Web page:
What Should I Expect from a €20 B&B in Ireland?

A new breed of B&Bs are popping up in Ireland, especially on the West coast and in areas where tourism has been sluggish… it’s the budget B&B.

While €35 per person per night seems to be the going rate for a standard B&B in most parts, bargain-basement cousins are posting signs on the road for €25 or €20 per night. For Americans, that’s a savings of $12-18 per person per night, but the question has to be asked, “Do you get what you pay for?”

This summer I tested a few of these reduced rate operations and can honestly say they “get the job done,” but they are definitely offering a pared-down service.

Here are a few points that describe many of the places I visited:

  • Signs often included tell-tale phrases such as “Budget Accommodation,” “Hostel with Private Rooms,” the rate is often posted on the sign, and some displayed a “bed only” rate.
  • Many homes were sparsely decorated… in most cases that was because the owners didn’t live in the house, although they were, for the most part, owner-operated.
  • The beds were a bit harder and the pillows a bit thinner.
  • The cleanliness of these places was good… especially the sheets and bathrooms, but the furnishing and finishes were “worn around the edges.”
  • Breakfasts did not include hot options (although one host was making hard boiled eggs upon request). Instead, there was serve-your-self cereal, granola, juice, tea, toast, coffee, and fruit (sometimes canned, sometimes fresh)… some places even included a tray of meats, cheeses, and yogurt (which ended up being a very filling breakfast).
  • The Dutch and the Germans seem to know how to find these places better than any other nationality… each place I visited said they made up well over half their bookings.
  • Lawns tended to be less landscaped; the emphasis was on strategically placed gravel for convenient parking.
  • All offered tea or coffee in the breakfast room at check-in (no in-room hot beverage facilities).
  • Heat was turned off in rooms, and I had to turn the knob myself.
  • All places had modern, standard showers, so hot water and water pressure were never an issue.
  • All rooms included a private bathroom (en suite)… there were no shared toilet or shower facilities.
  • Linens, towels, and soap were provided.
  • Hosts were friendly and knowledgeable about their area.
  • These were cash-only operations (which is the case with many B&Bs).
  • Some of the B&Bs seemed to be built during Ireland’s boom time, which seemed to translate to a lot of pine… pine trim, pine doors, pine spindles, pine headboards, pine cabinets… hey, I’m just calling it as a I see it.

So after spending every evening last month scouring TripAdvisor, should you ditch that multi-starred B&B you so carefully selected? The answer is no. If you’re tempted by the sumptuous 4-star descriptions, you’re setting yourself up for major disappointment at a 2-star B&B. Meanwhile, if you’d actually settle for the top bunk of a dormitory-style hostel, these places will seem like castles.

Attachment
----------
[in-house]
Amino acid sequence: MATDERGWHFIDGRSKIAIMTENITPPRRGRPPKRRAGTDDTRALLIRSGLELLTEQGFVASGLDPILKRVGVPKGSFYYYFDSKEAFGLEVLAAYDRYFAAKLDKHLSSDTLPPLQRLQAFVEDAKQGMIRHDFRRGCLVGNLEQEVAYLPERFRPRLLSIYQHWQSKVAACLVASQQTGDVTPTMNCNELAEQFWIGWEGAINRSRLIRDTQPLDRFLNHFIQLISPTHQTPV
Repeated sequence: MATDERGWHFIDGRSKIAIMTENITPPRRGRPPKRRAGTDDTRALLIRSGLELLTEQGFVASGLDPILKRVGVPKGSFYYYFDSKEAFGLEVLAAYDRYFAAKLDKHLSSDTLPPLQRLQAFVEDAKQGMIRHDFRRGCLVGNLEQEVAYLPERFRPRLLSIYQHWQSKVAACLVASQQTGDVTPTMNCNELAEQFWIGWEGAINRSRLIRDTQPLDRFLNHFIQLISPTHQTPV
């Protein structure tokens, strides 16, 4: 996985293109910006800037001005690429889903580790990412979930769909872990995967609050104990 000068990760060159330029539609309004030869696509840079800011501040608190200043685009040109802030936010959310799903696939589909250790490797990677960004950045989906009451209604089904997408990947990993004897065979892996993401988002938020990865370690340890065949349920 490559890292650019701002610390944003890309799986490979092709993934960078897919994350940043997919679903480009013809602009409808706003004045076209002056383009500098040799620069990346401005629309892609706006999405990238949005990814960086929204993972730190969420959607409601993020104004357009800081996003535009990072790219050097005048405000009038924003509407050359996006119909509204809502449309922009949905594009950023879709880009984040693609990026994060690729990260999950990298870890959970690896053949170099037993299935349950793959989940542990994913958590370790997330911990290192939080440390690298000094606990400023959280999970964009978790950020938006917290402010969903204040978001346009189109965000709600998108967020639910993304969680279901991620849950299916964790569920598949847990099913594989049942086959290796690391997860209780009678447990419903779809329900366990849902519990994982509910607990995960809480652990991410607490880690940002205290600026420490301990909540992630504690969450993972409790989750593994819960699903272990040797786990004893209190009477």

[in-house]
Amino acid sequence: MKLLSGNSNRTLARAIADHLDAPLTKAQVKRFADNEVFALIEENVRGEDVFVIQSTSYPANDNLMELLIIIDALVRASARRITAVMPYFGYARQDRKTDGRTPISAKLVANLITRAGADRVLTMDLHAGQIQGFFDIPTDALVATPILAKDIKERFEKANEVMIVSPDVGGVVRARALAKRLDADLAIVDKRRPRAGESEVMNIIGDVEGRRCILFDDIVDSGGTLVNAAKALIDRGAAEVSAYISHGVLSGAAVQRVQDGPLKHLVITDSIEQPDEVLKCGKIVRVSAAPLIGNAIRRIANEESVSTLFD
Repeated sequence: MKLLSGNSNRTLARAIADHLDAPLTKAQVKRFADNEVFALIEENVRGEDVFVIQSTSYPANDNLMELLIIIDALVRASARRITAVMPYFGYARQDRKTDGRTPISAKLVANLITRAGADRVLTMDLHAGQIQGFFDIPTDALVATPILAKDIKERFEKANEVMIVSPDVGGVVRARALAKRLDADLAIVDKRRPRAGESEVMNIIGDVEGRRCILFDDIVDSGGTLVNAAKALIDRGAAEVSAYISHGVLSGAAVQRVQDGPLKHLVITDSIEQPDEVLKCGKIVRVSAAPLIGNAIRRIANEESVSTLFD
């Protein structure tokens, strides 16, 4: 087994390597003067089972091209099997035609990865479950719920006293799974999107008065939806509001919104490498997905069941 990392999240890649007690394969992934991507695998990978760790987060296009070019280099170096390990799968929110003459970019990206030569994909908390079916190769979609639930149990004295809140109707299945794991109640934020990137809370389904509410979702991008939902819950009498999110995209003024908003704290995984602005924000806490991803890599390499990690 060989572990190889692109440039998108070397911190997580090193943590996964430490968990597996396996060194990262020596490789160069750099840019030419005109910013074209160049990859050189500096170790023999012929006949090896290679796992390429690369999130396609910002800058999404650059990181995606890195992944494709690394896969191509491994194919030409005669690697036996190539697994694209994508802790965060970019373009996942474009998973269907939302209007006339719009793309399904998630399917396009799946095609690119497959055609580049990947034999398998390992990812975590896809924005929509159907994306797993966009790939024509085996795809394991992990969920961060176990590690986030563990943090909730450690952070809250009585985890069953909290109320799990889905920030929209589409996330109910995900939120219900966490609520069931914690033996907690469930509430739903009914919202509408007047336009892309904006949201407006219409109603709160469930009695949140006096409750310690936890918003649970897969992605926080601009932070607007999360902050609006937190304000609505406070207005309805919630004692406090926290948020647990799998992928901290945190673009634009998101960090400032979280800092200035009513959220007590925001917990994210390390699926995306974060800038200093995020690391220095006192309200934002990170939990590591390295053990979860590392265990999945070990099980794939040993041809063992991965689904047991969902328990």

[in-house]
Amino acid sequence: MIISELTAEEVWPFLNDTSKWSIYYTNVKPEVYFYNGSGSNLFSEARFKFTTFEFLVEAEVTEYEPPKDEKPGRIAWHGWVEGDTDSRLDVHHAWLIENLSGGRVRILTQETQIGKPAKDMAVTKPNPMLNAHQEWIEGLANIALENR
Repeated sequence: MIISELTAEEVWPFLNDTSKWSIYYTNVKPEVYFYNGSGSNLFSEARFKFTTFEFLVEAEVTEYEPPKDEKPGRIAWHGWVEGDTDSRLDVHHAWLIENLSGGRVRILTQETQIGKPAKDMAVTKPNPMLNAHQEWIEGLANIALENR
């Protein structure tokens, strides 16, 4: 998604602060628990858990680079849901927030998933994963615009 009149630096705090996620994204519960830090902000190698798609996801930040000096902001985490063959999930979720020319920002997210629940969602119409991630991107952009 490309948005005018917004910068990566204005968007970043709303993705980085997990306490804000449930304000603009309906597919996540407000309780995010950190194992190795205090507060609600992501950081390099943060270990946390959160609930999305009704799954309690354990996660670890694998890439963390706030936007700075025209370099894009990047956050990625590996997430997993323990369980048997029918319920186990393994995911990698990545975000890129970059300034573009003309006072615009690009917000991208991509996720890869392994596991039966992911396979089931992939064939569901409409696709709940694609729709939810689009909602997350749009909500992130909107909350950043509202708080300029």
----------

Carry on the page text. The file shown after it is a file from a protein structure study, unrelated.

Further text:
Budget B&Bs are there to give you a place to sleep and a light meal (unless of course you book bed-only), so don’t expect more… and if you do get extra, count it as a bonus. If you decide to leave a review on a forum like TripAdvisor, be sure to put your experience in context to help others know exactly what they’re getting and what the tradeoff might be.

Author: Corey

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6 Comments

  1. “Heat was turned off in rooms” – Who needs heat in August? 🙂 The 2012 summer can’t be that bad for sure, can it?

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    • I was there in July, so the seasons hadn’t changed yet 😉

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  2. Hi Corey, I guess the economy does have its positive side. There were plenty of times traveling to Ireland when all I needed was a place to lay my head, a clean room for 20 euro would be greatly appreciated. Your information on how B&Bs charge per person not per room is helpful, as most of we people from the States are more used to hotel rooms at a set price. Simple thing but nice to know,
    Cheers,
    Brian.

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    • Thanks Brian – I’m seeing a few places advertising per room rates — I’m sure they’ll be even more confused Yanks as a result 🙂

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  3. There are a couple of the €25 B&B in Clifden, Booked one a couple of years ago staying an extra night for Arts Week. It was a Bed, one of the only beds in town that night. Would I stay there again? No. would I recommend to a friend? Better than sleeping in the car, just. How was Breakfast? Across the road and shouldn’t have bothered.

    To be honest people are far better paying the extra €10 for a standard rate place.

    Trip Advisor reviews? Read with a critical eye. The review may or may not be a true reflection. It may have been written by someone with a totally different set of expectations. Or worse still it may be totally fictitious.

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  4. You know I’m a fan of staying light so I can spend my money on experiences, one thing I did notice you didn’t mention: are any of them including kitchen privileges? To me having eaten the wonderful food available at all markets I’m happy with a dozen eggs, bangers and some brown bread that lasts me a week tucked away with my name on it in someone’s fridge LOL! Just curious 🙂

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